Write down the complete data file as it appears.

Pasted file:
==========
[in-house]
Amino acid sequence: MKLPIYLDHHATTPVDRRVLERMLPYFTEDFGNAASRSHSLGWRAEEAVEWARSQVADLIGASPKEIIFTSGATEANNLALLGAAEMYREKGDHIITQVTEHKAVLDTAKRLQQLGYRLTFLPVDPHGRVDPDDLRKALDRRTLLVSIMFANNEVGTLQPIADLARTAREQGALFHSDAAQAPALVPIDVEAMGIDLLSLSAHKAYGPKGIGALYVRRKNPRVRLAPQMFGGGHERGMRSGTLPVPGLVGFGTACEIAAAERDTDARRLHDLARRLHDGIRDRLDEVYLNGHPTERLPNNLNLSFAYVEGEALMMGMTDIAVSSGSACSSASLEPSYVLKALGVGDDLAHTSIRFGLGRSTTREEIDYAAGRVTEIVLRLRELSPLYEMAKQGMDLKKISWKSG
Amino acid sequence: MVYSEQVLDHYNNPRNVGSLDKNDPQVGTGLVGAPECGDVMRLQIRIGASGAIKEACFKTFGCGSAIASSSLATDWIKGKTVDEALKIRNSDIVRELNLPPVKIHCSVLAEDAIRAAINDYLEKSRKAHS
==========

[in-house]
Amino acid sequence: MKLPIYLDHHATTPVDRRVLERMLPYFTEDFGNAASRSHSLGWRAEEAVEWARSQVADLIGASPKEIIFTSGATEANNLALLGAAEMYREKGDHIITQVTEHKAVLDTAKRLQQLGYRLTFLPVDPHGRVDPDDLRKALDRRTLLVSIMFANNEVGTLQPIADLARTAREQGALFHSDAAQAPALVPIDVEAMGIDLLSLSAHKAYGPKGIGALYVRRKNPRVRLAPQMFGGGHERGMRSGTLPVPGLVGFGTACEIAAAERDTDARRLHDLARRLHDGIRDRLDEVYLNGHPTERLPNNLNLSFAYVEGEALMMGMTDIAVSSGSACSSASLEPSYVLKALGVGDDLAHTSIRFGLGRSTTREEIDYAAGRVTEIVLRLRELSPLYEMAKQGMDLKKISWKSG
Amino acid sequence: MVYSEQVLDHYNNPRNVGSLDKNDPQVGTGLVGAPECGDVMRLQIRIGASGAIKEACFKTFGCGSAIASSSLATDWIKGKTVDEALKIRNSDIVRELNLPPVKIHCSVLAEDAIRAAINDYLEKSRKAHS